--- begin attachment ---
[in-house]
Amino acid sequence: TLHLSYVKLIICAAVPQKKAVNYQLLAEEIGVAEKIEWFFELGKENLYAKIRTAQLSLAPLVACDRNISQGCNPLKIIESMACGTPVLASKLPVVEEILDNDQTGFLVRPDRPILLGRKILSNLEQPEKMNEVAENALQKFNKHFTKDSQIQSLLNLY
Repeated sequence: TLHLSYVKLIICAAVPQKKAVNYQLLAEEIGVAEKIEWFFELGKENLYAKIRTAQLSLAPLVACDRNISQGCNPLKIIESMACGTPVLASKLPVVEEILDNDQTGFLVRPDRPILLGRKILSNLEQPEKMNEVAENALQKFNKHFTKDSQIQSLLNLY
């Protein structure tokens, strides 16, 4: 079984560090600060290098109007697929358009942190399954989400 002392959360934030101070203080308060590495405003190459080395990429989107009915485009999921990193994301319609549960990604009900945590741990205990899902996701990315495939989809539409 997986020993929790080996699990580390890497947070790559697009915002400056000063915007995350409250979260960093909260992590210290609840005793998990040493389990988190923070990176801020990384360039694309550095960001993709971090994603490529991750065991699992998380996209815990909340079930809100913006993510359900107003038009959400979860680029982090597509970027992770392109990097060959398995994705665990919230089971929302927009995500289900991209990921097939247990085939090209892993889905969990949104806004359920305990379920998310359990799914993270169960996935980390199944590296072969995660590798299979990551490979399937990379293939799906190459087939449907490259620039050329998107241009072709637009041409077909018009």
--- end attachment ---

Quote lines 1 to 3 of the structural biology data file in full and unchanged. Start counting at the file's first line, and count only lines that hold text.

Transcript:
[in-house]
Amino acid sequence: TLHLSYVKLIICAAVPQKKAVNYQLLAEEIGVAEKIEWFFELGKENLYAKIRTAQLSLAPLVACDRNISQGCNPLKIIESMACGTPVLASKLPVVEEILDNDQTGFLVRPDRPILLGRKILSNLEQPEKMNEVAENALQKFNKHFTKDSQIQSLLNLY
Repeated sequence: TLHLSYVKLIICAAVPQKKAVNYQLLAEEIGVAEKIEWFFELGKENLYAKIRTAQLSLAPLVACDRNISQGCNPLKIIESMACGTPVLASKLPVVEEILDNDQTGFLVRPDRPILLGRKILSNLEQPEKMNEVAENALQKFNKHFTKDSQIQSLLNLY